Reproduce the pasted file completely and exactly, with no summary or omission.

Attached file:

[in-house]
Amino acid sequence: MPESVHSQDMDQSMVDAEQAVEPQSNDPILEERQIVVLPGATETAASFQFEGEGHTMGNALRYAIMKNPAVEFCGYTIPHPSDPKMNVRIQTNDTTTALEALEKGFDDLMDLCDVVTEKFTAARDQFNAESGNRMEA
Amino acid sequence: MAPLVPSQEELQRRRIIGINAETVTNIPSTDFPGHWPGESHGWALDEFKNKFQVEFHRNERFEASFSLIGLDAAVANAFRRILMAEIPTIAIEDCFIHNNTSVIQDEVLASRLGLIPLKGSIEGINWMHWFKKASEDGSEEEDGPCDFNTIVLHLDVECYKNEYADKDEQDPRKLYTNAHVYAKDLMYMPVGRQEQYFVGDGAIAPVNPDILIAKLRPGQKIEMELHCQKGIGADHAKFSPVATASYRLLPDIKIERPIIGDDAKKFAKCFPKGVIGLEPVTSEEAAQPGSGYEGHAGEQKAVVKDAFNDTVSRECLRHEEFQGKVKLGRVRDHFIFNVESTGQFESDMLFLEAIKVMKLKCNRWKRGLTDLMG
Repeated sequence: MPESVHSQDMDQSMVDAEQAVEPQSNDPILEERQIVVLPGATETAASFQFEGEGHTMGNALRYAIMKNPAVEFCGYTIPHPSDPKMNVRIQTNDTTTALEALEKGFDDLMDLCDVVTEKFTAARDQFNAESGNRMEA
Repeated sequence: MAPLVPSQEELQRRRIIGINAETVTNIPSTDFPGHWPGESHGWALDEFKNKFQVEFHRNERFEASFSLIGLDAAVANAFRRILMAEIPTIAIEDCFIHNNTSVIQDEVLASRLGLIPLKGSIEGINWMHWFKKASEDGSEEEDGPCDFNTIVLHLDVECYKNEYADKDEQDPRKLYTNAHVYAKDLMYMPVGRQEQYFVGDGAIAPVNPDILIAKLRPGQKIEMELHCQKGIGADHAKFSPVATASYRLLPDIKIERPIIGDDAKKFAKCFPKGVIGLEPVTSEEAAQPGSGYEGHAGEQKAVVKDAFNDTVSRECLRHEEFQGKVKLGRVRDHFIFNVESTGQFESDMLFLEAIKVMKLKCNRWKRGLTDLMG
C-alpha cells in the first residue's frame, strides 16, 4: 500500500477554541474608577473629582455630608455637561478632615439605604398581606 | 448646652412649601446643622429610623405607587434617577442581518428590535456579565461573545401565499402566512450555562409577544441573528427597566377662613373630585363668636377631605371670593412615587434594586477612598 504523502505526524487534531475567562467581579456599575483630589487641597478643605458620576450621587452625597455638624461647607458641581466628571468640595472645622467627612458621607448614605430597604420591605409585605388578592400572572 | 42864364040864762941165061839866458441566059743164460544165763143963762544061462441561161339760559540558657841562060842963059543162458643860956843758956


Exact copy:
[in-house]
Amino acid sequence: MPESVHSQDMDQSMVDAEQAVEPQSNDPILEERQIVVLPGATETAASFQFEGEGHTMGNALRYAIMKNPAVEFCGYTIPHPSDPKMNVRIQTNDTTTALEALEKGFDDLMDLCDVVTEKFTAARDQFNAESGNRMEA
Amino acid sequence: MAPLVPSQEELQRRRIIGINAETVTNIPSTDFPGHWPGESHGWALDEFKNKFQVEFHRNERFEASFSLIGLDAAVANAFRRILMAEIPTIAIEDCFIHNNTSVIQDEVLASRLGLIPLKGSIEGINWMHWFKKASEDGSEEEDGPCDFNTIVLHLDVECYKNEYADKDEQDPRKLYTNAHVYAKDLMYMPVGRQEQYFVGDGAIAPVNPDILIAKLRPGQKIEMELHCQKGIGADHAKFSPVATASYRLLPDIKIERPIIGDDAKKFAKCFPKGVIGLEPVTSEEAAQPGSGYEGHAGEQKAVVKDAFNDTVSRECLRHEEFQGKVKLGRVRDHFIFNVESTGQFESDMLFLEAIKVMKLKCNRWKRGLTDLMG
Repeated sequence: MPESVHSQDMDQSMVDAEQAVEPQSNDPILEERQIVVLPGATETAASFQFEGEGHTMGNALRYAIMKNPAVEFCGYTIPHPSDPKMNVRIQTNDTTTALEALEKGFDDLMDLCDVVTEKFTAARDQFNAESGNRMEA
Repeated sequence: MAPLVPSQEELQRRRIIGINAETVTNIPSTDFPGHWPGESHGWALDEFKNKFQVEFHRNERFEASFSLIGLDAAVANAFRRILMAEIPTIAIEDCFIHNNTSVIQDEVLASRLGLIPLKGSIEGINWMHWFKKASEDGSEEEDGPCDFNTIVLHLDVECYKNEYADKDEQDPRKLYTNAHVYAKDLMYMPVGRQEQYFVGDGAIAPVNPDILIAKLRPGQKIEMELHCQKGIGADHAKFSPVATASYRLLPDIKIERPIIGDDAKKFAKCFPKGVIGLEPVTSEEAAQPGSGYEGHAGEQKAVVKDAFNDTVSRECLRHEEFQGKVKLGRVRDHFIFNVESTGQFESDMLFLEAIKVMKLKCNRWKRGLTDLMG
C-alpha cells in the first residue's frame, strides 16, 4: 500500500477554541474608577473629582455630608455637561478632615439605604398581606 | 448646652412649601446643622429610623405607587434617577442581518428590535456579565461573545401565499402566512450555562409577544441573528427597566377662613373630585363668636377631605371670593412615587434594586477612598 504523502505526524487534531475567562467581579456599575483630589487641597478643605458620576450621587452625597455638624461647607458641581466628571468640595472645622467627612458621607448614605430597604420591605409585605388578592400572572 | 42864364040864762941165061839866458441566059743164460544165763143963762544061462441561161339760559540558657841562060842963059543162458643860956843758956